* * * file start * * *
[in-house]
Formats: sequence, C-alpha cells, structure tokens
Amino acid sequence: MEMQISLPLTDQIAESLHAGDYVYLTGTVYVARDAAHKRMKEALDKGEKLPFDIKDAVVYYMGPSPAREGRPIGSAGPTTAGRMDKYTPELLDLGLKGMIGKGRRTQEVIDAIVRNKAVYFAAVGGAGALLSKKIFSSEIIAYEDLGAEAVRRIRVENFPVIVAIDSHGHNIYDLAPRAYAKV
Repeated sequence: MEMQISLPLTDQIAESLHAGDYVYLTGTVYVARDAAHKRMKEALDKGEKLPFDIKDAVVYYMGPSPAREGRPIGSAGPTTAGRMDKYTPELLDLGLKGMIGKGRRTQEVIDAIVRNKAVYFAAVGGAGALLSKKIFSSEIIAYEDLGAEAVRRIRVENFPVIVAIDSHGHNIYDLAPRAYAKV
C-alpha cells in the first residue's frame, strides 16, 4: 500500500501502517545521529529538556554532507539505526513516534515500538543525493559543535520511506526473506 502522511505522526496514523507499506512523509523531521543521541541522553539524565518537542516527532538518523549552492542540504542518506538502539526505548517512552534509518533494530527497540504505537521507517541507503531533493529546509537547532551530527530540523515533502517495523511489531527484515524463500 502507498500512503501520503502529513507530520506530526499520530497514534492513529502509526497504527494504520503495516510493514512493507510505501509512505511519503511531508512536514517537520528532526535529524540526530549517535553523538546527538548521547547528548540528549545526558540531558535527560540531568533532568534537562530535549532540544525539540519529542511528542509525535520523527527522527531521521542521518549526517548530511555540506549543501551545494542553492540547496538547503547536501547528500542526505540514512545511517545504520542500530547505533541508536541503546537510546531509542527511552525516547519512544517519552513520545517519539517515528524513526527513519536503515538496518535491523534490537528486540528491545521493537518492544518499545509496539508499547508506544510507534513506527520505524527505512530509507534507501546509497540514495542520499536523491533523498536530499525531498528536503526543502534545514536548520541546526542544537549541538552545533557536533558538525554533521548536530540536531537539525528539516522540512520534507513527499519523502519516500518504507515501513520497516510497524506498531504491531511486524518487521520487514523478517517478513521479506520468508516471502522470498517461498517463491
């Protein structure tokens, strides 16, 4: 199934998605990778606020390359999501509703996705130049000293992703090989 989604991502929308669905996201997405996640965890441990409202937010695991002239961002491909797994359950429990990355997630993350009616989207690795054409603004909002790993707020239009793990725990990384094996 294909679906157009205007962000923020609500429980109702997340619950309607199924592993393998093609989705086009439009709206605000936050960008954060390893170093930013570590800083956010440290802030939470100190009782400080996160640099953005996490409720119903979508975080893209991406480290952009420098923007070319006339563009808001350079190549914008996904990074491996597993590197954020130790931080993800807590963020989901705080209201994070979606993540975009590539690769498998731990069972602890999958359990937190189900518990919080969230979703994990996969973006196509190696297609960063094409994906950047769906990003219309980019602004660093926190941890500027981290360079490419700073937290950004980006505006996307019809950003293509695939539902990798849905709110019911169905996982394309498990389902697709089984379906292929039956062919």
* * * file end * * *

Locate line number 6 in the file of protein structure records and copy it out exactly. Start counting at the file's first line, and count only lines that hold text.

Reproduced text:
């Protein structure tokens, strides 16, 4: 199934998605990778606020390359999501509703996705130049000293992703090989 989604991502929308669905996201997405996640965890441990409202937010695991002239961002491909797994359950429990990355997630993350009616989207690795054409603004909002790993707020239009793990725990990384094996 294909679906157009205007962000923020609500429980109702997340619950309607199924592993393998093609989705086009439009709206605000936050960008954060390893170093930013570590800083956010440290802030939470100190009782400080996160640099953005996490409720119903979508975080893209991406480290952009420098923007070319006339563009808001350079190549914008996904990074491996597993590197954020130790931080993800807590963020989901705080209201994070979606993540975009590539690769498998731990069972602890999958359990937190189900518990919080969230979703994990996969973006196509190696297609960063094409994906950047769906990003219309980019602004660093926190941890500027981290360079490419700073937290950004980006505006996307019809950003293509695939539902990798849905709110019911169905996982394309498990389902697709089984379906292929039956062919």